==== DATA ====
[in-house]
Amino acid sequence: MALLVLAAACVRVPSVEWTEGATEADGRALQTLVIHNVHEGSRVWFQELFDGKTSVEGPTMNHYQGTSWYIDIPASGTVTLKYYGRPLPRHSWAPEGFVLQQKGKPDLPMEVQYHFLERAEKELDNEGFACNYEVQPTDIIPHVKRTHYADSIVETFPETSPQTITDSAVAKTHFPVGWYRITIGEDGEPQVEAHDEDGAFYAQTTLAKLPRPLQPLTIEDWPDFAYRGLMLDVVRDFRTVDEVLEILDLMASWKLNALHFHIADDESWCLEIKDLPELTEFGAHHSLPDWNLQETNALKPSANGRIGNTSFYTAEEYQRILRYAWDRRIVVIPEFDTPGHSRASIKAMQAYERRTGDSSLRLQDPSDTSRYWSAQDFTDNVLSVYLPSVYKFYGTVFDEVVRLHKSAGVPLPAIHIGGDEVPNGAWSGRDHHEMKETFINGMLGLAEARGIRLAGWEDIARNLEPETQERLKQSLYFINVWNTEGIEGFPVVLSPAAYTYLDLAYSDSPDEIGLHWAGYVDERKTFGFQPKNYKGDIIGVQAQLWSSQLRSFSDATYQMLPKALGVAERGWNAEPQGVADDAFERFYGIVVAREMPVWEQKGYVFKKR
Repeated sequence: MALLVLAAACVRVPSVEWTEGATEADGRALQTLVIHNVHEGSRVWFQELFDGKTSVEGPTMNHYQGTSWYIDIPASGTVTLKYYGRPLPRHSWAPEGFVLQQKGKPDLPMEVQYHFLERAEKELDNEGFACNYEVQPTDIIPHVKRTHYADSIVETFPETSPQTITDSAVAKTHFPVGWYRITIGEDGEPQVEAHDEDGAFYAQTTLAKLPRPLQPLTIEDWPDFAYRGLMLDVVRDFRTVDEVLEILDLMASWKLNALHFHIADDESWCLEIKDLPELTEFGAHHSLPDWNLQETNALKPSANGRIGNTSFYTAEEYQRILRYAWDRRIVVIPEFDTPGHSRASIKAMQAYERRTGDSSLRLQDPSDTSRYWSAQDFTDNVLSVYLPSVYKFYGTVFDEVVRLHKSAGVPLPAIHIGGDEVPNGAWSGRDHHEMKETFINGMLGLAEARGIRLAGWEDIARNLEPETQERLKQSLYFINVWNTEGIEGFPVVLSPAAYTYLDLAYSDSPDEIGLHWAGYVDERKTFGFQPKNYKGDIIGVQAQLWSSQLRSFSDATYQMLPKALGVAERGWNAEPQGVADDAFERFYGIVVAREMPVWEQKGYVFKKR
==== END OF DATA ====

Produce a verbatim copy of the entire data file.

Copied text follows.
[in-house]
Amino acid sequence: MALLVLAAACVRVPSVEWTEGATEADGRALQTLVIHNVHEGSRVWFQELFDGKTSVEGPTMNHYQGTSWYIDIPASGTVTLKYYGRPLPRHSWAPEGFVLQQKGKPDLPMEVQYHFLERAEKELDNEGFACNYEVQPTDIIPHVKRTHYADSIVETFPETSPQTITDSAVAKTHFPVGWYRITIGEDGEPQVEAHDEDGAFYAQTTLAKLPRPLQPLTIEDWPDFAYRGLMLDVVRDFRTVDEVLEILDLMASWKLNALHFHIADDESWCLEIKDLPELTEFGAHHSLPDWNLQETNALKPSANGRIGNTSFYTAEEYQRILRYAWDRRIVVIPEFDTPGHSRASIKAMQAYERRTGDSSLRLQDPSDTSRYWSAQDFTDNVLSVYLPSVYKFYGTVFDEVVRLHKSAGVPLPAIHIGGDEVPNGAWSGRDHHEMKETFINGMLGLAEARGIRLAGWEDIARNLEPETQERLKQSLYFINVWNTEGIEGFPVVLSPAAYTYLDLAYSDSPDEIGLHWAGYVDERKTFGFQPKNYKGDIIGVQAQLWSSQLRSFSDATYQMLPKALGVAERGWNAEPQGVADDAFERFYGIVVAREMPVWEQKGYVFKKR
Repeated sequence: MALLVLAAACVRVPSVEWTEGATEADGRALQTLVIHNVHEGSRVWFQELFDGKTSVEGPTMNHYQGTSWYIDIPASGTVTLKYYGRPLPRHSWAPEGFVLQQKGKPDLPMEVQYHFLERAEKELDNEGFACNYEVQPTDIIPHVKRTHYADSIVETFPETSPQTITDSAVAKTHFPVGWYRITIGEDGEPQVEAHDEDGAFYAQTTLAKLPRPLQPLTIEDWPDFAYRGLMLDVVRDFRTVDEVLEILDLMASWKLNALHFHIADDESWCLEIKDLPELTEFGAHHSLPDWNLQETNALKPSANGRIGNTSFYTAEEYQRILRYAWDRRIVVIPEFDTPGHSRASIKAMQAYERRTGDSSLRLQDPSDTSRYWSAQDFTDNVLSVYLPSVYKFYGTVFDEVVRLHKSAGVPLPAIHIGGDEVPNGAWSGRDHHEMKETFINGMLGLAEARGIRLAGWEDIARNLEPETQERLKQSLYFINVWNTEGIEGFPVVLSPAAYTYLDLAYSDSPDEIGLHWAGYVDERKTFGFQPKNYKGDIIGVQAQLWSSQLRSFSDATYQMLPKALGVAERGWNAEPQGVADDAFERFYGIVVAREMPVWEQKGYVFKKR